Like many people, I have placed an online shopping order and eagerly awaited its arrival only to receive a text message demanding I pay import taxes, duty, and fees before it can clear customs.
When this happens it's often frustrating because the costs can wrack up, sometimes totalling the same amount if not more than the original cost of the item. More often than not it also can't be returned to the seller if you decide you don't want to pay the fees. Sure, you could abandon the item at customs but you don't get your original investment back and you still need to find a dress for your cousin's wedding. So you're out a few hundred dollars with nothing to show for it.
To help avoid the nasty shock in the future Vancouver Is Awesome reached out to the Canada Border Services Agency (CBSA) and asked them why we have to pay these kinds of fees and what can be done to prevent them from happening in the first place (if anything).
The good news is there is a rhyme and reason to the fees and so they can be avoided.
Why do import taxes and fees apply when items arrive in Canada?
A spokesperson for the CBSA told V.I.A. over email that they are "required to collect duties and taxes on all goods entering Canada unless there is specific legislation in place that will entirely or partially relieve the importer of this obligation. These amounts are based on Federal and Provincial tax rates, as well as current rates of duty, which are established by the Department of Finance based on trade agreements."
If an item is made in a CUSMA country, which refers to the Canada, United States, Mexico Agreement, it isn't subject to duty but is subject to tax. At the time of writing this tax is 12 per cent of the product cost and duty is 18 per cent.
The CBSA says, "In addition, importers may incur fees from service providers, such as couriers or customs brokers, who facilitate the movement or clearance of their goods. The collection of third-party fees such as these is not regulated by the Government of Canada."
They also note, there has been a 117 per cent increase in the volume of Courier Low-Value Shipments over the last three years and with "the evolving e-commerce landscape," they anticipate that percentage to continue to rise.
The Low-Value Shipment courier program refers to a streamlined customs release process offered by Canadian Customs to couriers when a shipment is valued at less than $2,500 so it can gain expedited release across the border.
Are different postal services (ie. Canada Post, DHL, FedEx, etc.) subject to different fees?
According to the CBSA "postal and courier services are two separate and distinct streams of importation. Each stream of importation is subject to different fees."
Canada Post charges a handling fee of $9.95 CAD per dutiable or taxable mail item but if the item is duty-free and tax-exempt, no amount is charged.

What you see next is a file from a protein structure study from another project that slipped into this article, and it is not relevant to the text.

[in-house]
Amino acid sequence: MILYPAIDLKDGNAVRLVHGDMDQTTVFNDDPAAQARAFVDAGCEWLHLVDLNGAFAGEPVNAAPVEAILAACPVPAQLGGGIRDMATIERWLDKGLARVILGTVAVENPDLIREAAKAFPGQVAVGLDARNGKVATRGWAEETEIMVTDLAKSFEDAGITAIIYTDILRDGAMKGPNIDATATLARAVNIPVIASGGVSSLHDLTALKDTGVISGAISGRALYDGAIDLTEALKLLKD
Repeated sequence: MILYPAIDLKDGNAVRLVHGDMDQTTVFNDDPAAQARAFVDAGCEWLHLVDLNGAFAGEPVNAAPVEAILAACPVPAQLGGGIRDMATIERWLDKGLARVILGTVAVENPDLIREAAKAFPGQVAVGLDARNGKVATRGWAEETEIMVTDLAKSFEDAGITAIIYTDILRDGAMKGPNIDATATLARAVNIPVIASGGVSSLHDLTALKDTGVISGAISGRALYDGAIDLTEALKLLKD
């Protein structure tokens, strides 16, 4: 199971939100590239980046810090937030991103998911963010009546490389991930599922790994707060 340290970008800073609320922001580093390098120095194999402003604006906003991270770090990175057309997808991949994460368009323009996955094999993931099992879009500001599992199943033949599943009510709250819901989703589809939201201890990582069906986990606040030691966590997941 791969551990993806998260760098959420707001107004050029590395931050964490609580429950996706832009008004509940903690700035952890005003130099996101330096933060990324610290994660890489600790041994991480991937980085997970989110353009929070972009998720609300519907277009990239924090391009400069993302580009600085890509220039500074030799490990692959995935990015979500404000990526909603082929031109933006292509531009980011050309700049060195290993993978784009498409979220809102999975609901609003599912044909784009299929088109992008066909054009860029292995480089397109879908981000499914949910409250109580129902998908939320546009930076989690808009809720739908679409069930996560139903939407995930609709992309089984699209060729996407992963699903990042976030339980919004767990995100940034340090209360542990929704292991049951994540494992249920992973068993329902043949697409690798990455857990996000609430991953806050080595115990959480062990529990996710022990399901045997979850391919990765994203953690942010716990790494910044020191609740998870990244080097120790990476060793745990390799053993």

Customs clearance may require that you pay import duties or sales taxes to the Government of Canada while service fees, such as customs brokerage fees, transportation fees, or clearance fees charged by international couriers or customs brokers may apply when you are importing a product from outside of Canada, however this is a lot less likely to occur in your everyday online shopping.
Even so, administrative fees are charged by private, third-party companies and can sometimes be billed after the delivery. The Government of Canada does not regulate the collection of these additional service costs by private companies so it's important to be aware of shipping policies before hitting purchase.
CBSA also makes a point of noting that Finance Canada, the Canada Revenue Agency, and provincial revenue agencies are the ones responsible for the rationale for the collection of duties and/or taxes, CBSA is just the ones who enforce it.
How can people find out if their purchases will be subject to fees before hitting purchase?
CBSA recommends before placing an order verifying the shipping and handling fees that may apply and even receiving an estimate of the fees if possible although many online retailers may not know or be willing to confirm the amount. Whether or not the customer is responsible for customs and duty fees can be found in the shipping policy section of the website or in the terms and conditions at the point of sale.
"It is important to take steps to protect yourself against risk when making international purchases. Consumer protection laws and standards in other countries may not be the same as those in Canada. For example, you may find yourself paying service fees on top of any potential duties and/or taxes owed when purchasing from an international seller," adds the spokesperson.
Some popular online shopping sites that aren't subject to duty fees
To totally avoid duty and taxes it's easiest to shop at Canadian businesses because American ones may drop ship from countries that fall outside of the CUSMA. It's also helpful to be aware that the more expensive an item the more likely it is to get held up at customs. Shein products should theoretically qualify for duty fees but most often they don't get stopped at customs. However, the site does include a disclaimer that says "generally, you don't have to pay any customs taxes. However, owing to increasingly strict customs inspection, we can not 100% ensure whether you will be charged by the customs for taxes or duties or not."
They offer partial refunds to people who send them a receipt of the tax bill or you can refuse the item and they will refund you when the shipping company returns it.
Other popular stores from outside Canada that won't get stopped for duties and taxes include:
Pretty Little Thing (they will cover duties but additional taxes may apply)